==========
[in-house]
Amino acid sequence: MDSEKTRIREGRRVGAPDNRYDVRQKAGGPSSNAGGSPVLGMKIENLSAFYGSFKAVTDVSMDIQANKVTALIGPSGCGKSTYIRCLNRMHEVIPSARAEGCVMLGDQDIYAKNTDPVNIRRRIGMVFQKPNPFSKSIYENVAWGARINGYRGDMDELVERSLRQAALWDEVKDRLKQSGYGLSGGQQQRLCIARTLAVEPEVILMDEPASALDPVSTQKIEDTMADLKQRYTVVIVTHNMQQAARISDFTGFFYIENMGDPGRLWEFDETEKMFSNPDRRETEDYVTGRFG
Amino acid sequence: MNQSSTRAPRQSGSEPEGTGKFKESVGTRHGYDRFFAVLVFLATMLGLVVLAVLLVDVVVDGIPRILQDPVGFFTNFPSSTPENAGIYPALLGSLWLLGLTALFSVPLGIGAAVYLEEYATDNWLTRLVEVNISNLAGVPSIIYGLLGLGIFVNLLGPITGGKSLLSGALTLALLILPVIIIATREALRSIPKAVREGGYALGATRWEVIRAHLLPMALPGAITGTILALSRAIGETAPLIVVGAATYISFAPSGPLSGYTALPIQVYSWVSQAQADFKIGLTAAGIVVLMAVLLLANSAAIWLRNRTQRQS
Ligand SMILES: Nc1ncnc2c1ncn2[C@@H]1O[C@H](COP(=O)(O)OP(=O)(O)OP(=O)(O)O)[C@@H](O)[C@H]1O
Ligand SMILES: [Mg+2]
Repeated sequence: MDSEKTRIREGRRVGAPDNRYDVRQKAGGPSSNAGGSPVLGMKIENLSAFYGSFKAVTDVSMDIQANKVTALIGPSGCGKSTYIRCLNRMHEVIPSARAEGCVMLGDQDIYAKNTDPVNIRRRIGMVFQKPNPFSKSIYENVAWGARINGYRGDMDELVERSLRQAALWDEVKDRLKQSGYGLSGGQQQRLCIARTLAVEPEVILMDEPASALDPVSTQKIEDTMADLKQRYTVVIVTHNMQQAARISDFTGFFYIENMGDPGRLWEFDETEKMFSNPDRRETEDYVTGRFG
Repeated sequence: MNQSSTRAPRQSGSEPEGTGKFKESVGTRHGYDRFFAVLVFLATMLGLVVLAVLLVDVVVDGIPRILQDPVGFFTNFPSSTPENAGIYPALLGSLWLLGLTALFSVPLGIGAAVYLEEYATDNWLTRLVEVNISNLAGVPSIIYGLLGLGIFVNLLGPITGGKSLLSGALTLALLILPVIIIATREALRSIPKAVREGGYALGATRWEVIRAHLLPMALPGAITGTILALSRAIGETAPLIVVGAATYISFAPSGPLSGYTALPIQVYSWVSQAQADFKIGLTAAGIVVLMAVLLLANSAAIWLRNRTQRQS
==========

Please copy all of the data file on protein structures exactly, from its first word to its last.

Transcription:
[in-house]
Amino acid sequence: MDSEKTRIREGRRVGAPDNRYDVRQKAGGPSSNAGGSPVLGMKIENLSAFYGSFKAVTDVSMDIQANKVTALIGPSGCGKSTYIRCLNRMHEVIPSARAEGCVMLGDQDIYAKNTDPVNIRRRIGMVFQKPNPFSKSIYENVAWGARINGYRGDMDELVERSLRQAALWDEVKDRLKQSGYGLSGGQQQRLCIARTLAVEPEVILMDEPASALDPVSTQKIEDTMADLKQRYTVVIVTHNMQQAARISDFTGFFYIENMGDPGRLWEFDETEKMFSNPDRRETEDYVTGRFG
Amino acid sequence: MNQSSTRAPRQSGSEPEGTGKFKESVGTRHGYDRFFAVLVFLATMLGLVVLAVLLVDVVVDGIPRILQDPVGFFTNFPSSTPENAGIYPALLGSLWLLGLTALFSVPLGIGAAVYLEEYATDNWLTRLVEVNISNLAGVPSIIYGLLGLGIFVNLLGPITGGKSLLSGALTLALLILPVIIIATREALRSIPKAVREGGYALGATRWEVIRAHLLPMALPGAITGTILALSRAIGETAPLIVVGAATYISFAPSGPLSGYTALPIQVYSWVSQAQADFKIGLTAAGIVVLMAVLLLANSAAIWLRNRTQRQS
Ligand SMILES: Nc1ncnc2c1ncn2[C@@H]1O[C@H](COP(=O)(O)OP(=O)(O)OP(=O)(O)O)[C@@H](O)[C@H]1O
Ligand SMILES: [Mg+2]
Repeated sequence: MDSEKTRIREGRRVGAPDNRYDVRQKAGGPSSNAGGSPVLGMKIENLSAFYGSFKAVTDVSMDIQANKVTALIGPSGCGKSTYIRCLNRMHEVIPSARAEGCVMLGDQDIYAKNTDPVNIRRRIGMVFQKPNPFSKSIYENVAWGARINGYRGDMDELVERSLRQAALWDEVKDRLKQSGYGLSGGQQQRLCIARTLAVEPEVILMDEPASALDPVSTQKIEDTMADLKQRYTVVIVTHNMQQAARISDFTGFFYIENMGDPGRLWEFDETEKMFSNPDRRETEDYVTGRFG
Repeated sequence: MNQSSTRAPRQSGSEPEGTGKFKESVGTRHGYDRFFAVLVFLATMLGLVVLAVLLVDVVVDGIPRILQDPVGFFTNFPSSTPENAGIYPALLGSLWLLGLTALFSVPLGIGAAVYLEEYATDNWLTRLVEVNISNLAGVPSIIYGLLGLGIFVNLLGPITGGKSLLSGALTLALLILPVIIIATREALRSIPKAVREGGYALGATRWEVIRAHLLPMALPGAITGTILALSRAIGETAPLIVVGAATYISFAPSGPLSGYTALPIQVYSWVSQAQADFKIGLTAAGIVVLMAVLLLANSAAIWLRNRTQRQS